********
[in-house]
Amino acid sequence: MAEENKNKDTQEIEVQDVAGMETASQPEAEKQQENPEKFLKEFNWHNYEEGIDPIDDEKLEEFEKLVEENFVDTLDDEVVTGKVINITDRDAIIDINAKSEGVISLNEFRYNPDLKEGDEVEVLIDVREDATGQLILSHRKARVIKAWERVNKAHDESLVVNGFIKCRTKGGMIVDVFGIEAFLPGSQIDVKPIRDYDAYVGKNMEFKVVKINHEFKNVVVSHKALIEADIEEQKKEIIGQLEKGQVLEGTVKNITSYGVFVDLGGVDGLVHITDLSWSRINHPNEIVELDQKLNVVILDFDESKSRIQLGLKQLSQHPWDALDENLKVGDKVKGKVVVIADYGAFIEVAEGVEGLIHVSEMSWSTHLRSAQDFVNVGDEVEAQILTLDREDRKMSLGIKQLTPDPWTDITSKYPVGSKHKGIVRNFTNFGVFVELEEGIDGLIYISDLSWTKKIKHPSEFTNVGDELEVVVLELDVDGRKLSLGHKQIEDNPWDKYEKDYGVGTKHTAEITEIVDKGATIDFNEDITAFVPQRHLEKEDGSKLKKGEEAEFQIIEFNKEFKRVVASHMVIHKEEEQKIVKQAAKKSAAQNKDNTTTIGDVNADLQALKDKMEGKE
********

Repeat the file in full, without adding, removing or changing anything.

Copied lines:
[in-house]
Amino acid sequence: MAEENKNKDTQEIEVQDVAGMETASQPEAEKQQENPEKFLKEFNWHNYEEGIDPIDDEKLEEFEKLVEENFVDTLDDEVVTGKVINITDRDAIIDINAKSEGVISLNEFRYNPDLKEGDEVEVLIDVREDATGQLILSHRKARVIKAWERVNKAHDESLVVNGFIKCRTKGGMIVDVFGIEAFLPGSQIDVKPIRDYDAYVGKNMEFKVVKINHEFKNVVVSHKALIEADIEEQKKEIIGQLEKGQVLEGTVKNITSYGVFVDLGGVDGLVHITDLSWSRINHPNEIVELDQKLNVVILDFDESKSRIQLGLKQLSQHPWDALDENLKVGDKVKGKVVVIADYGAFIEVAEGVEGLIHVSEMSWSTHLRSAQDFVNVGDEVEAQILTLDREDRKMSLGIKQLTPDPWTDITSKYPVGSKHKGIVRNFTNFGVFVELEEGIDGLIYISDLSWTKKIKHPSEFTNVGDELEVVVLELDVDGRKLSLGHKQIEDNPWDKYEKDYGVGTKHTAEITEIVDKGATIDFNEDITAFVPQRHLEKEDGSKLKKGEEAEFQIIEFNKEFKRVVASHMVIHKEEEQKIVKQAAKKSAAQNKDNTTTIGDVNADLQALKDKMEGKE